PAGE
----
It was Wednesday. Santa Ana Police Sgt. Bill Scheer and Officer Ron Moreno were working the day watch on foot patrol, strolling along a tree-lined residential street near the city's downtown.
There wasn't much going on, but, said Scheer, in foot patrol there often isn't very much of what the traditional street cop would call action. Actually, that's the point.
The style of policing in Santa Ana--where officers routinely rub elbows with citizens and work intensively at crime prevention and community relations--could not be further from the detached aloofness that brought fame to the Los Angeles Police Department in TV's "Dragnet" and has, in some ways, defined the LAPD's public image since.
But though Scheer and Moreno are competent at such traditional street-cop diversions as jamming junkies and busting bad guys, they are an integral part of a new approach to policing that has brought the Santa Ana Police Department a reputation as the nation's most progressive and innovative local law enforcement agency.
'Thin Blue Line'
Alternately called "community-oriented" or "problem-oriented" policing, this philosophy essentially dismisses the traditional police concept that there is a "thin blue line"--the police department--operating as a third-party force trying to separate good and evil.
Scrapped in this approach are traditional beliefs that a police officer's only friend is another officer and that a police life, when threatened, has some special, extra value above and beyond any other threatened life.
In community-oriented law enforcement--directed in Santa Ana by Police Chief Ray Davis--the tenets of policing are changed.
The police department becomes an agency whose mission is determined by what the community wants from its police. Police priorities mirror community priorities. The thin blue line is erased.
There aren't many truly new ideas in policing--foot patrol, for instance, existed long before the automobile--but community-oriented law enforcement moves ahead by turning back to some concepts abandoned when officers stopped pounding the beat and started driving it. Foot, horse and bike patrols are part of this, but so are storefront community centers and the growing use of paraprofessional civilian police service officers to take over such duties as traffic-accident investigation and some criminal investigation, freeing the more expensive, fully sworn police officers to concentrate on crime priorities set by the community.
Book Spotlights Leaders
Departments that have adopted this new attitude become a part of what UC Berkeley criminologist and police expert Jerome Skolnick has dubbed "The New Blue Line," the title of his new book. Published a few weeks ago by the Free Press division of Macmillan Inc., the book spotlights six leaders in this new trend of law enforcement. Skolnick's brightest example: Santa Ana.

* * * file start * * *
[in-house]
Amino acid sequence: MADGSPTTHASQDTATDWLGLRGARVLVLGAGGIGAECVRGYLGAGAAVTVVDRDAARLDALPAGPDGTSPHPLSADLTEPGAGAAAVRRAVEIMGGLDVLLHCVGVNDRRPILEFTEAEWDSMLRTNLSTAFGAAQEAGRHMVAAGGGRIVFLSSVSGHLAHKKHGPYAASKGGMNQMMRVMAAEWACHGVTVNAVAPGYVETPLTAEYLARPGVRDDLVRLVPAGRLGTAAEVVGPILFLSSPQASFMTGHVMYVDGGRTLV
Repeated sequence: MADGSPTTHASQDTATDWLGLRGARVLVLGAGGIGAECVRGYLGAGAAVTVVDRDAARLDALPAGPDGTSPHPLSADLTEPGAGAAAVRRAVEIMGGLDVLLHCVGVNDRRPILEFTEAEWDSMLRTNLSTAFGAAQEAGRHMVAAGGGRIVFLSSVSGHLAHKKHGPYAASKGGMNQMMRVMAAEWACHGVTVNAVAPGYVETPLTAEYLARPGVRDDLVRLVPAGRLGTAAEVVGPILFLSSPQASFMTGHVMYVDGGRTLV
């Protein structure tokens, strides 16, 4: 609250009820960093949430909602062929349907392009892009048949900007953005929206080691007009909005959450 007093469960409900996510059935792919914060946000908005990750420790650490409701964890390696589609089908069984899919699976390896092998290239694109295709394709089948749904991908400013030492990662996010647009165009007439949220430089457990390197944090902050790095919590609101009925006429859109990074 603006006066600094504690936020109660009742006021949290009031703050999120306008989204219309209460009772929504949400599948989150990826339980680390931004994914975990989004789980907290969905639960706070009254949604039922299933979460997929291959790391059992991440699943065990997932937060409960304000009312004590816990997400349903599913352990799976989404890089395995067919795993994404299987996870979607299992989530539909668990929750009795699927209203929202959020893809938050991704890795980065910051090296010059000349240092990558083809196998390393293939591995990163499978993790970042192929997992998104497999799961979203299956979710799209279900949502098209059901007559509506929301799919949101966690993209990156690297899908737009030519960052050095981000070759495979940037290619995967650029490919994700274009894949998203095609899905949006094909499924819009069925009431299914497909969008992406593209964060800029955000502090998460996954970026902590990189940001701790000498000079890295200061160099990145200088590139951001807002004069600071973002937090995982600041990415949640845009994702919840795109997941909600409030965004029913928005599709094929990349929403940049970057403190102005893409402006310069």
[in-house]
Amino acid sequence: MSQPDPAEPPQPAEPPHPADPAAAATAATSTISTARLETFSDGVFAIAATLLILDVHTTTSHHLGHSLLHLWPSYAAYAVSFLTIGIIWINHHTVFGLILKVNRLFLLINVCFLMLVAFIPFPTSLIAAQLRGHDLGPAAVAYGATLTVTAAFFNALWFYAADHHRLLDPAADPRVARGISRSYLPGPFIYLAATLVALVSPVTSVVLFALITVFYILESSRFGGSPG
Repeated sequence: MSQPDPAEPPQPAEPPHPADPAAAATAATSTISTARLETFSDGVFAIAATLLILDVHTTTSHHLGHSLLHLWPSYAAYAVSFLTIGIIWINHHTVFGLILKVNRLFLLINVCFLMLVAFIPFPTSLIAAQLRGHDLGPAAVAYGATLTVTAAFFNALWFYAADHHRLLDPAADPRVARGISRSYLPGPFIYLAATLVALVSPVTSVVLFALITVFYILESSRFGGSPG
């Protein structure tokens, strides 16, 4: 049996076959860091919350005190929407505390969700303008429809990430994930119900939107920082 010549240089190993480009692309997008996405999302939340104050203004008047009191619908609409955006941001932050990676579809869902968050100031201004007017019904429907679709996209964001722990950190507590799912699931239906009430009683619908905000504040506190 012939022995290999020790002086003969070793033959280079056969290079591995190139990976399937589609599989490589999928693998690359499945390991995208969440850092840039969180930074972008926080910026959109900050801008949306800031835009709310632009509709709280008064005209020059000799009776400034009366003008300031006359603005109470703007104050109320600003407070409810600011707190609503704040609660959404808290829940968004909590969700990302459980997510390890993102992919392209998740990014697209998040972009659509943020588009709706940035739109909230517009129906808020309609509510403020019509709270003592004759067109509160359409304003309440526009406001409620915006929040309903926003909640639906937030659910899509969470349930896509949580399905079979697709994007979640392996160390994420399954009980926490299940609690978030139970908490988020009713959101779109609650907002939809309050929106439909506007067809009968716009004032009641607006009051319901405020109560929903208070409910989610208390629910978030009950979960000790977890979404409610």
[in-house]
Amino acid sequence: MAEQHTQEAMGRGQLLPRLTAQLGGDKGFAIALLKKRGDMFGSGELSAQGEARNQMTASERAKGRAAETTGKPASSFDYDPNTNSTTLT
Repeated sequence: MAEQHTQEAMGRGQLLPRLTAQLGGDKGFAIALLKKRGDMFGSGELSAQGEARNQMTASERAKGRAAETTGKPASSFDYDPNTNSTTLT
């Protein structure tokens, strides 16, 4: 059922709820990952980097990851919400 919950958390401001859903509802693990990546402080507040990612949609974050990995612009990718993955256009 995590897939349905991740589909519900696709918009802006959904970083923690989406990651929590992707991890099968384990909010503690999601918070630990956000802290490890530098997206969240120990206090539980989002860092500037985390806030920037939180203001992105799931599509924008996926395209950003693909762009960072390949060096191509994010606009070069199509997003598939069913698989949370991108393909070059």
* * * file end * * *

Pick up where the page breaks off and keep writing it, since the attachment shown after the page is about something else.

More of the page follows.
Skolnick's is only the latest of a handful of books and articles in professional publications in the last five years that have begun to identify what is happening.
Actually, say Skolnick and other experts in this new type of law enforcement, Santa Ana heads a consensus list of exceptional police departments that includes Oakland, San Jose, Houston, Denver, Detroit, Flint, Mich., Newport News, Va., Baltimore County, Md., Madison, Wis. and Newark, N.J.
This list does not include the LAPD, which, experts in this emerging police philosophy agree, pioneered some of the concepts on which community-oriented policing relies, but lost its momentum as a national example of police innovation perhaps as long as a decade ago. The management of LAPD takes sharp issue with such criticism.
West Called Progressive
Police departments perceived as exceptionally progressive by this cross section of authors also transcends a traditional split in style that divides policing in the West from the way the profession is practiced in other parts of the country. Western departments--particularly California agencies--have been generally free of the graft and corruption that pervades many Midwestern and Eastern departments.
Price to Pay
But the hygiene is achieved at a price, said George Hart, Oakland's police chief. Western departments, said Skolnick and Hart, have a reputation for being coldly detached from their duties, cultivating the image of seasoned professionals who require little in the way of assistance from the citizens they protect.
Hart still talks about a visit paid to Oakland around 1974 by a team of New York police officers who spent six months looking at the way Oakland and other Western departments operated. Hart said the New Yorkers left impressed with the skilled, procedure-oriented agencies they had seen. "But they said that having seen it, they weren't at all sure they wanted it for themselves," Hart said.